A week ago, Diane Bryant, senior VP and general manager, Intel Data Center Group, introduced the new processor lineup — E5 2600/1600 v3 series — at an event at the Terra Gallery in San Francisco, California. The processors, Intel says in its press release, are “central to enabling a software defined infrastructure,” what Intel calls “the foundation for cloud computing.”
Intel writes, “With up to 18 cores per socket and 45MB of last-level cache, the Intel Xeon E5-2600 v3 product family provides up to 50% more cores and cache compared to the previous generation processors.”
In a presentation showcasing possible applications, Intel offers statistics showing that the E5-2600/1600 v3 processors give significantly better performance over their predecessors. LS-DYNA simulation software, for instance, shows up to 50% faster on E5-2697 v3 compared to E5-2697 v2. Furthermore, MSC Nastran Software shows up to 46% faster, and ANSYS Mechanical up to 38% faster on v3 compared to v2. →']);" class="more-link">Continue reading
As enterprise customers start thinking about contract renewals, hardware leases, and IT costs, HP wants them to keep something in mind — color. In a yet-to-be-named product series that HP plans to launch in the second half of 2015, the company will deliver wide-format Inkjet printers with PageWide technology, capable of both monochrome and color printing. The upcoming offering will “disrupt the $1.3 billion production printing market currently dominated by monochrome light-emitting diode (LED) printers,” according to HP.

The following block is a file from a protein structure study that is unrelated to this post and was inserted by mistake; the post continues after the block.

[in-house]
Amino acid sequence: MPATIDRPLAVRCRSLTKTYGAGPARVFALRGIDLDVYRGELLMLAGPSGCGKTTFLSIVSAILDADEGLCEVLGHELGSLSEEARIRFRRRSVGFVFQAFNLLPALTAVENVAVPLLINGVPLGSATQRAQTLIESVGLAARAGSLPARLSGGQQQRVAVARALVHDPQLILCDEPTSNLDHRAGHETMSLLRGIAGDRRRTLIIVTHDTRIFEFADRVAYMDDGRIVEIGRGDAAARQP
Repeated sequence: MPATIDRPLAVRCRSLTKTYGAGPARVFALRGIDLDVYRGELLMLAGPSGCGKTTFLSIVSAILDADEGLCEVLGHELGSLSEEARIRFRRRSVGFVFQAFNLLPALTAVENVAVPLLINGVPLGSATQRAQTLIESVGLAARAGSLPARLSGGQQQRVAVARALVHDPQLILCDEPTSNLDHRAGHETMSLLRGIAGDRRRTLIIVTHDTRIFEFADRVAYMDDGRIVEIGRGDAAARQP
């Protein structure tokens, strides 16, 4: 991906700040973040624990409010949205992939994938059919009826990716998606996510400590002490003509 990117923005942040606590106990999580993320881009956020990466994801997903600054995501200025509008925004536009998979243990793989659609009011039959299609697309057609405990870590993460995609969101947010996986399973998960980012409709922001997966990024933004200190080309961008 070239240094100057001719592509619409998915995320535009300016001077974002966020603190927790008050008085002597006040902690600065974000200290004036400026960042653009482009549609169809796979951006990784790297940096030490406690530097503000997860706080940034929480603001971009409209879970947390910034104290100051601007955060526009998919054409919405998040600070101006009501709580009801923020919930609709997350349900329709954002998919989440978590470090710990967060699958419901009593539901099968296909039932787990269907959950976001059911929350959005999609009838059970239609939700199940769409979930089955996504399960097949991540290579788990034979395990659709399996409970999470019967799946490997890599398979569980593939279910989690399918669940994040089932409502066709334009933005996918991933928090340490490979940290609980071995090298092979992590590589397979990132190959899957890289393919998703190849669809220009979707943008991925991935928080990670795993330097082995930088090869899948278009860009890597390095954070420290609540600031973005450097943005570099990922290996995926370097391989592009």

Even though PageWide uses water-based pigment ink, the printed output is expected to be water-resistant. That, HP believes, will be an attractive feature for engineering and construction crews working onsite, in weather-exposed, leakage-prone environments. Since the nozzle operations and the print head movement mimic the scanning technology, integrated scanner will be an available option for customers who desire it. The software bundled with the system will offer accurate on-screen representation of print results based on materials chosen by users (such as types of paper) and more efficient PDF file management. →']);" class="more-link">Continue reading
Is it feasible to run professional-grade software using a remote desktop, or a virtual desktop? It’s a scenario that many have proposed as the way of the future, driven in part by the software consumers’ comfort with SaaS and in part by the potential cost reduction in eliminating physical hardware. Last week, NVIDIA launched a service that lets you test it yourself. The NVIDIA GRID test drive is now online.
To run the test drive, you’ll need to register and download a thin client (a 10 MB launch file). Once done, you’ll be able to log in to get 24-hour access to a remote desktop, hosted in a GPU-accelerated GRID server. The tester’s desktop is preloaded with, among other programs, AutoCAD, SolidWorks eDrawings, Google Earth, PowerPoint, and a few multimedia files. →']);" class="more-link">Continue reading
The iPhone’s Siri and Windows’ upcoming Cortana may not be as intrusive as the fictional AI Samantha from the Sci-fi rom-com Her, but, with every new incarnation, they would get more personal, more intelligent, more AI-like. (You can bet they’ll remember your appointments better than you do.) Game consoles like Xbox Kinect can now “see” you, in a manner of speaking; using camera view, they can process, remember, and respond to your gestures and expressions. Yet, most engineering and design software still seems entrenched in the mouse-and-keyboard paradigm. Will Congress on the Future of Engineering Software (COFES) yield an inspiring outlook for the state of CAD, CAM, CAE? →']);" class="more-link">Continue reading